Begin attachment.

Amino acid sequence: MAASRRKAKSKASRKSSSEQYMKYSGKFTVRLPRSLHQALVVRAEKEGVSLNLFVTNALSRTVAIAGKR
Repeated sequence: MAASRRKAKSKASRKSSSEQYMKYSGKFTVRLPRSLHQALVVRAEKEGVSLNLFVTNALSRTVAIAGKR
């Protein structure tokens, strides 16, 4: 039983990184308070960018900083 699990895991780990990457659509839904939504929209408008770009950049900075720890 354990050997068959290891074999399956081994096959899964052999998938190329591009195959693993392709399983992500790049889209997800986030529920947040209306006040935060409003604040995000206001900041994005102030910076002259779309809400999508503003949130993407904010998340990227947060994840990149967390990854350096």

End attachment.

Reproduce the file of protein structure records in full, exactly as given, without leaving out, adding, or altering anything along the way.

Amino acid sequence: MAASRRKAKSKASRKSSSEQYMKYSGKFTVRLPRSLHQALVVRAEKEGVSLNLFVTNALSRTVAIAGKR
Repeated sequence: MAASRRKAKSKASRKSSSEQYMKYSGKFTVRLPRSLHQALVVRAEKEGVSLNLFVTNALSRTVAIAGKR
């Protein structure tokens, strides 16, 4: 039983990184308070960018900083 699990895991780990990457659509839904939504929209408008770009950049900075720890 354990050997068959290891074999399956081994096959899964052999998938190329591009195959693993392709399983992500790049889209997800986030529920947040209306006040935060409003604040995000206001900041994005102030910076002259779309809400999508503003949130993407904010998340990227947060994840990149967390990854350096």